Then we moved back to the 1k line (which is also the 750), where we confirmed our come ups and played the head swinger game and shot at the 12” plates again.

It was here I started missing as much as I was hitting.

Then we moved on to the 1k, which was a 24”x24” square gong with a 10”x10” white square painted on it.

I spent twenty rounds chasing that white square. Low left, High left, off the target completely, my DOPE is a mess.

At this point, the instructor took pity on me, and even though this wasn’t an instructional course sat down to watch and try and figure out why my shooting suddenly went to hell.

What he found was I was starting to flinch rather badly. As I was pulling the trigger, I was pushing my right shoulder forward, loading up the bipod and then wincing right before the rifle went boom.

He had me switch to left handed shooting and ten rounds later (after I’d figured out the eye relief and the holds) I was nailing that white square.

I feel pretty good about that actually.

I moved on and did a few more rounds on the e-types, and the 12” gong. Never did get the head swingers (6” at 1K with 10x and 44 year old eyes with my non-dominant eye and a patchy snowy background was beyond me).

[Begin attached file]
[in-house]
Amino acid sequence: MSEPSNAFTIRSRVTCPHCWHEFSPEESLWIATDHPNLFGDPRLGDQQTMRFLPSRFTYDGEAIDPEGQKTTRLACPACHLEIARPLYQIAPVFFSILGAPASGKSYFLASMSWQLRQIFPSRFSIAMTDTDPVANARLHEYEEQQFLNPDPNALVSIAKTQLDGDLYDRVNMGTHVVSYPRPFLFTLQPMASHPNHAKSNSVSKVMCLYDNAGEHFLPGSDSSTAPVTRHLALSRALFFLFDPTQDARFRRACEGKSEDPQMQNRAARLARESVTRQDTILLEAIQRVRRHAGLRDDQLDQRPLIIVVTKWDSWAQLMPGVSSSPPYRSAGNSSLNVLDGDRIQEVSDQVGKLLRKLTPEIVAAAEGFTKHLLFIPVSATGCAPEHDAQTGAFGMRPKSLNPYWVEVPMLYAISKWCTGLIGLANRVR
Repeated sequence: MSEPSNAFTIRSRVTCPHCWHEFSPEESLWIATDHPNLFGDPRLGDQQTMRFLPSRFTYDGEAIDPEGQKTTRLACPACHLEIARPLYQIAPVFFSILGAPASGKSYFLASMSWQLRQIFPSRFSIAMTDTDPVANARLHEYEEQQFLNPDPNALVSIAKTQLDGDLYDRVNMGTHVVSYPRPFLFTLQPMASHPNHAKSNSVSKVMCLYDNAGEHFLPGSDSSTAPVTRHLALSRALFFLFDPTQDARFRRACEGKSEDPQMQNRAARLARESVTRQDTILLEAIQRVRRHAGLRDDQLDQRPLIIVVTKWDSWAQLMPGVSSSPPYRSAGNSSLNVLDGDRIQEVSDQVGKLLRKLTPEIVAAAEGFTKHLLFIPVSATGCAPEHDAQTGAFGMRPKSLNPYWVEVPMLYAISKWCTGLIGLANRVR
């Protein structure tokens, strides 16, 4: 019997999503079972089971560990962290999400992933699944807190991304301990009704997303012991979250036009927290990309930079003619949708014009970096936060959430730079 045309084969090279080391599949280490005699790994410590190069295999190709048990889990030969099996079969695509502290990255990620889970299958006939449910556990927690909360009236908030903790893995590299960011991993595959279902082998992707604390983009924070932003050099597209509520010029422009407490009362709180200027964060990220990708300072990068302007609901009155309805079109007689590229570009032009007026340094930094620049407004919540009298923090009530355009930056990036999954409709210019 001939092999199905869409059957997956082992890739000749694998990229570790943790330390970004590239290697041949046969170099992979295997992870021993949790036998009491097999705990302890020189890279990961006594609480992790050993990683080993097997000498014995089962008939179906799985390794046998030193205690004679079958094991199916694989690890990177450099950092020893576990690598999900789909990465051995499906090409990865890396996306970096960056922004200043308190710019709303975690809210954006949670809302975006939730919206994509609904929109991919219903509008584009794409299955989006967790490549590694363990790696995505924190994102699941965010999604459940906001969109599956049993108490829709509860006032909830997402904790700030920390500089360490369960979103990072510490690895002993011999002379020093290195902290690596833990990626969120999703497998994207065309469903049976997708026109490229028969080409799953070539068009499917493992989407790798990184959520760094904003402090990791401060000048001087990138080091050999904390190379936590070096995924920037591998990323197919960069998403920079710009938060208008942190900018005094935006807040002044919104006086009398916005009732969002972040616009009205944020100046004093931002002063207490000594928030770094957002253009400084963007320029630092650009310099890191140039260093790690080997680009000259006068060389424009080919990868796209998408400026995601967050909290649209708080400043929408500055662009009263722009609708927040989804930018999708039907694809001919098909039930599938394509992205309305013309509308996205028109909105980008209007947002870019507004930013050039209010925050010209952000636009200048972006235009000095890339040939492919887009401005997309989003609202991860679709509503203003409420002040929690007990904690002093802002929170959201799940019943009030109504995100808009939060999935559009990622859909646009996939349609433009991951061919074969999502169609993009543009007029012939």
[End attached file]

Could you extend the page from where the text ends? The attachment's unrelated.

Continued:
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"Blessed be the LORD, my rock, Who trains my hands for war, And my fingers for battle;" Psalm 144:1-2

“Let him who has no gun sell his robe and buy one” Gospel According to SGT Kane 22:36
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  #2  
Old 05-01-2018, 4:43 AM
kcstott kcstott is offline
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Good deal, Sounds like you need more weight on that rifle. or a better brake or both. My rifle runs 12 pounds no brake but I have a mercury recoil suppressor mounted on it. tames the recoil down to a heavy .223. as in nearly nothing. But I'm also a poor example of recoil testing cause I kinda enjoy recoil. I've shot a Cheytac with no brake and I'm working on a .416 Rigby that will not have a Brake either.